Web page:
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Re: A way forward

From: Thomas Lord <lord@emf.net>
Date: Tue, 28 Jul 2009 15:32:32 -0700
To: info@ascenderfonts.com
Cc: www-font@w3.org
Message-Id: <1248820352.5971.74.camel@dell-desktop.example.com>
On Tue, 2009-07-28 at 15:51 -0500, info@ascenderfonts.com wrote:

> I will also repeat that we hope browsers that implement EOT Lite in
> the future will require a same-origin check. We appreciate that
> FireFox has done this with its initial support for font linking, and
> hope that it will do the same with EOT Lite. Same-origin checking
> protects font IP and also provides benefits to our customers (Ascender
> and the browser developers customers) who want to protect their
> bandwidth and also possibly their brand by limiting hotlinking or
> deeplinking to their site's resources.

Please permit me to caution you just a bit, even 
though I encourage the tack Ascender is taking lately.

Same-origin checking and CORS are much bigger and much
beyond this discussion of fonts.  Those things are part
of a larger software architecture for the web.
They precede this discussion.  They have their own
purpose and rationale outside of this discussion.
This discussion about fonts has to (to be fully 
successful) respect that.

In that larger web architecture, the primary purpose of
same-origin restrictions is to protect users on the
client side, e.g. from maliciously linked Javascript
code.

The primary purpose of CORS is to relax same-origin
restrictions in controlled ways, allowing one origin 
to designate which other origins are trusted and for 
those other origins to concur or disagree.

There is a secondary purpose of protecting server
bandwidth but that secondary level of protection is
strictly stochastic.  Clients can easily work around
it without even being "non-conforming".

IN NO WAY are same origin or CORS restrictions meant
to "protect IP".  They are *not* an access control
mechanism.  They are *not* for the purpose of limiting
hotlinking or deeplinking and they do not suffice for
that purpose.  (This is not to say that the font vendors'
strategy here is bogus -- we're just talking about
how same-origin/CORS fits in to the web architecture.
What you are doing is fine - how you are talking about 
it is problematic, imo.)

It so happens that a CORS restriction makes "hotlinking"
to a resource harder.  It so happens that, from the 
perspective of a font vendor, that added degree of difficulty
serves as some "IP protection".   In the W3C context,
though, I think you have to formally recognize that those
benefits to font vendors are a lucky accident and not a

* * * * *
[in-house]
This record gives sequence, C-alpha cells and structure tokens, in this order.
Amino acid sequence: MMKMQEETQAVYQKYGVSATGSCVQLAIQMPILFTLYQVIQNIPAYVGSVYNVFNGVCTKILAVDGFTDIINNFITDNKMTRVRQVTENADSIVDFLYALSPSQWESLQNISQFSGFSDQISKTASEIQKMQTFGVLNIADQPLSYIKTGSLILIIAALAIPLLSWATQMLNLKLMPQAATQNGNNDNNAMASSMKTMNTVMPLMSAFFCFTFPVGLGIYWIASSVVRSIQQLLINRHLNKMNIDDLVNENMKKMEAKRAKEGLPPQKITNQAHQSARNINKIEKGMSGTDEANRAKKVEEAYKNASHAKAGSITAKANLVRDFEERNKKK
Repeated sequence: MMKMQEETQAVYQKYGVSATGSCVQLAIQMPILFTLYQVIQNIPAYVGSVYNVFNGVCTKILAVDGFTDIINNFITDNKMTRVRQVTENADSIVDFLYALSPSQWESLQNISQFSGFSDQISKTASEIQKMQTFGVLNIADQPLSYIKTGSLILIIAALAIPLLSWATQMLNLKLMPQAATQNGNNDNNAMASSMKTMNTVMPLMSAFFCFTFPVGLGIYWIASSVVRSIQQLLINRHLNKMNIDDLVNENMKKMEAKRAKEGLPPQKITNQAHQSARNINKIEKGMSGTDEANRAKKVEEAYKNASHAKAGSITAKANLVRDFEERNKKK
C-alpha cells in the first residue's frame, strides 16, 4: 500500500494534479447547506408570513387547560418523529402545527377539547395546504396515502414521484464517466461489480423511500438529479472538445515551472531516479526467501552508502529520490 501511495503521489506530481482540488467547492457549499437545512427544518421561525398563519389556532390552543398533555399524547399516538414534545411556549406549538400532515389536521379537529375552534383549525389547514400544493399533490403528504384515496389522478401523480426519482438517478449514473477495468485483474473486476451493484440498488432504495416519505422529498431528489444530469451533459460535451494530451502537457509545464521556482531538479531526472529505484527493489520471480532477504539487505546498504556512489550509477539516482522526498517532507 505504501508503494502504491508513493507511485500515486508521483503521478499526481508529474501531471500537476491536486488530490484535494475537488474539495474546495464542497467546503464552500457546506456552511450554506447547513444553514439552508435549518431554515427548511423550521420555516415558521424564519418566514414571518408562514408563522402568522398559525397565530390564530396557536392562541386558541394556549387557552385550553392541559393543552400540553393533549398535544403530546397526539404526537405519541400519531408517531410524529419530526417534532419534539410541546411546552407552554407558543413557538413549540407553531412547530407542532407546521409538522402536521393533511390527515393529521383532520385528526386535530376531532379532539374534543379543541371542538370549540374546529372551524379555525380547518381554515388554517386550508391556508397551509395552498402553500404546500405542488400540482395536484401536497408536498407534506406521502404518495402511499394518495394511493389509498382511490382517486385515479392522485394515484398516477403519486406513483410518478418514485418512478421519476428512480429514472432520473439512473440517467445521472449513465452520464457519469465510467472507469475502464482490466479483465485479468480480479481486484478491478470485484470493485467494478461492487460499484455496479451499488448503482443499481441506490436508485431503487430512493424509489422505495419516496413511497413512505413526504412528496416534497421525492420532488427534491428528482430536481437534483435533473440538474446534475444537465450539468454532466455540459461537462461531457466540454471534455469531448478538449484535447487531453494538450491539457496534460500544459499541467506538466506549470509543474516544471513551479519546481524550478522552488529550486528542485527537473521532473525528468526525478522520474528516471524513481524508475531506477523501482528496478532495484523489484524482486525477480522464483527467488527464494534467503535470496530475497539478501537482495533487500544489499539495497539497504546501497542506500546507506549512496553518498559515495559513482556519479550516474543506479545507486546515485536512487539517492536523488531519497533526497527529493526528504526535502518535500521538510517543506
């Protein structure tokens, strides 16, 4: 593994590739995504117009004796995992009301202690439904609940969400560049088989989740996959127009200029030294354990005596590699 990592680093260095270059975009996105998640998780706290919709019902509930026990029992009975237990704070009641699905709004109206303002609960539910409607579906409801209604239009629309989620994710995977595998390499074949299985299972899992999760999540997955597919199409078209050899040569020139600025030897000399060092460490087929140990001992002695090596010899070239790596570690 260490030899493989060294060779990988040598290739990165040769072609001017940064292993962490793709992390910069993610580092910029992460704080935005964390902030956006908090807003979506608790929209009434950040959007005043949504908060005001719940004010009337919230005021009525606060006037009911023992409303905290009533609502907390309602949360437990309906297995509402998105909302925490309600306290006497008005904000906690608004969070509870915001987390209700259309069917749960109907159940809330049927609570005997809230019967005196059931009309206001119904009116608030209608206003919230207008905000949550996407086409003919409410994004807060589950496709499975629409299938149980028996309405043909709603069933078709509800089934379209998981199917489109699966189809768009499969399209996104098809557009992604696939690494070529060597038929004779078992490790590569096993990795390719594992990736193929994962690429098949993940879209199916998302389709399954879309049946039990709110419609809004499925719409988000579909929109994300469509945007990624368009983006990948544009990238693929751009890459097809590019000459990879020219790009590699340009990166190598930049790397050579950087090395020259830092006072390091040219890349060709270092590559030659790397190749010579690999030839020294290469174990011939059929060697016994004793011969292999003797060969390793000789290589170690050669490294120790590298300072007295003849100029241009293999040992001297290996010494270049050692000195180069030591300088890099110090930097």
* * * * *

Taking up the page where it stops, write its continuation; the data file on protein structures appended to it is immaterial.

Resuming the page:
part of the design of CORS or same-origin restrictions.

Why does this matter?

Well, let's imagine a draft for a web font Recommendation.
Let's suppose that the draft imposes same-origin or CORS
restrictions.

An (or "The") architectural board would, in principle,
want to see the "rationale" for that restriction.  By
default, linking is not restricted.  Unrestricted linking
is pretty much the point of the web.  A restriction
like same-origin or CORS needs a justification - the rationale.

Helping to protect server bandwidth of servers offering
fonts is a rationale, albeit a very weak one, for such a 
restriction on fonts.  That fits with the architectural
plan for same-origin/CORS restrictions.   It's a weak rationale
because the same bandwidth protection could be obtained without
demanding same-origin or CORS behavior by UAs but a non-0
rationale because there is no harm in having UAs participate
and it arguably keeps life simpler for everyone.

Helping to protect users from malicious fonts (yes, 
I believe that there is really such a risk) is another
rationale for same-origin / CORS restriction on font-linking.

Protecting IP?  Will not (or at the very least should
not and will not except over loud objections) fly.  Not
what those features are for, not what they do.... in a
deep way, it's just The Wrong Thing to justify same-origin/CORS
for font linking by talking about IP protection.

It's a little bit quasi-paradoxical this way:

Is it ok, sensible even, for font vendors to want 
same-origin/CORS for font linking because it makes
"hotlinking" harder, and therefore makes less of a 
wild-land for unauthorized use of fonts?  Absolutely.
It's a fine motivation for taking a position in favor
of same-origin/CORS restrictions.

Is it ok to use protection against unlicensed use
a rationale for same-origin/CORS?  Opinions will 
surely vary but I suspect that dominant opinions will
be "no, that is not ok. That is not a Rationale."

It will help your case, in the future, if you find ways
to rationalize same-origin/CORS for font linking that
DO NOT MENTION any concept like "IP protection".

My sense is that we're at about the time where informal
discussion leaves off and formalization takes off.
Now is a good time to start being very clear about the
difference between the motivation of individual parties
and the rationale of the ultimate Recommendation.

(Standards processes are a lot like tense court
proceedings.  This kind of hair-splitting does matter. :-)

Regards,
-t
Received on Tuesday, 28 July 2009 22:33:13 GMT

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